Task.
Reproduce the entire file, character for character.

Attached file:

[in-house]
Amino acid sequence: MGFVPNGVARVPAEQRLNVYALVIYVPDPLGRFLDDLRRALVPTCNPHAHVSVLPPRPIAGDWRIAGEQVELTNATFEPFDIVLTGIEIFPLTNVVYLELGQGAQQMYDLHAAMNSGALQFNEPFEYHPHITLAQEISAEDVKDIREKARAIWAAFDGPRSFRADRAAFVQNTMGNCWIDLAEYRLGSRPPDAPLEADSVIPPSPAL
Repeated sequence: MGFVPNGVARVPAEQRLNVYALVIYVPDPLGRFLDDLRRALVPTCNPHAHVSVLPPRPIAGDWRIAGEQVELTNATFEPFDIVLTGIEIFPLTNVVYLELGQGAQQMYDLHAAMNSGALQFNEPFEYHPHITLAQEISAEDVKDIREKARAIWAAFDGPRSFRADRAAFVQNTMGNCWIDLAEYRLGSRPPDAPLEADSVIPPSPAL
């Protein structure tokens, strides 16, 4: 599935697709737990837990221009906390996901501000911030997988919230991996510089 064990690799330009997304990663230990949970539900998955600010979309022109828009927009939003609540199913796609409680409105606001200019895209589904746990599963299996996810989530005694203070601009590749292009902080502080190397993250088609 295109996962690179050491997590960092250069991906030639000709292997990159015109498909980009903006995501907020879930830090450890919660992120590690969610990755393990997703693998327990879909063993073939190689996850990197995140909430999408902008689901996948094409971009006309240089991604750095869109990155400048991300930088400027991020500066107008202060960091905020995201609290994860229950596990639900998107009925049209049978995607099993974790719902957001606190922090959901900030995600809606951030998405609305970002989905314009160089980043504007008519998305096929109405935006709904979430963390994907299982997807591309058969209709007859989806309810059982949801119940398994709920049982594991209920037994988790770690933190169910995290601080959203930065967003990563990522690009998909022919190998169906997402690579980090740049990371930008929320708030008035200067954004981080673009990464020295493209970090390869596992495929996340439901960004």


[in-house]
Amino acid sequence: MGFVPNGVARVPAEQRLNVYALVIYVPDPLGRFLDDLRRALVPTCNPHAHVSVLPPRPIAGDWRIAGEQVELTNATFEPFDIVLTGIEIFPLTNVVYLELGQGAQQMYDLHAAMNSGALQFNEPFEYHPHITLAQEISAEDVKDIREKARAIWAAFDGPRSFRADRAAFVQNTMGNCWIDLAEYRLGSRPPDAPLEADSVIPPSPAL
Repeated sequence: MGFVPNGVARVPAEQRLNVYALVIYVPDPLGRFLDDLRRALVPTCNPHAHVSVLPPRPIAGDWRIAGEQVELTNATFEPFDIVLTGIEIFPLTNVVYLELGQGAQQMYDLHAAMNSGALQFNEPFEYHPHITLAQEISAEDVKDIREKARAIWAAFDGPRSFRADRAAFVQNTMGNCWIDLAEYRLGSRPPDAPLEADSVIPPSPAL
């Protein structure tokens, strides 16, 4: 599935697709737990837990221009906390996901501000911030997988919230991996510089 064990690799330009997304990663230990949970539900998955600010979309022109828009927009939003609540199913796609409680409105606001200019895209589904746990599963299996996810989530005694203070601009590749292009902080502080190397993250088609 295109996962690179050491997590960092250069991906030639000709292997990159015109498909980009903006995501907020879930830090450890919660992120590690969610990755393990997703693998327990879909063993073939190689996850990197995140909430999408902008689901996948094409971009006309240089991604750095869109990155400048991300930088400027991020500066107008202060960091905020995201609290994860229950596990639900998107009925049209049978995607099993974790719902957001606190922090959901900030995600809606951030998405609305970002989905314009160089980043504007008519998305096929109405935006709904979430963390994907299982997807591309058969209709007859989806309810059982949801119940398994709920049982594991209920037994988790770690933190169910995290601080959203930065967003990563990522690009998909022919190998169906997402690579980090740049990371930008929320708030008035200067954004981080673009990464020295493209970090390869596992495929996340439901960004």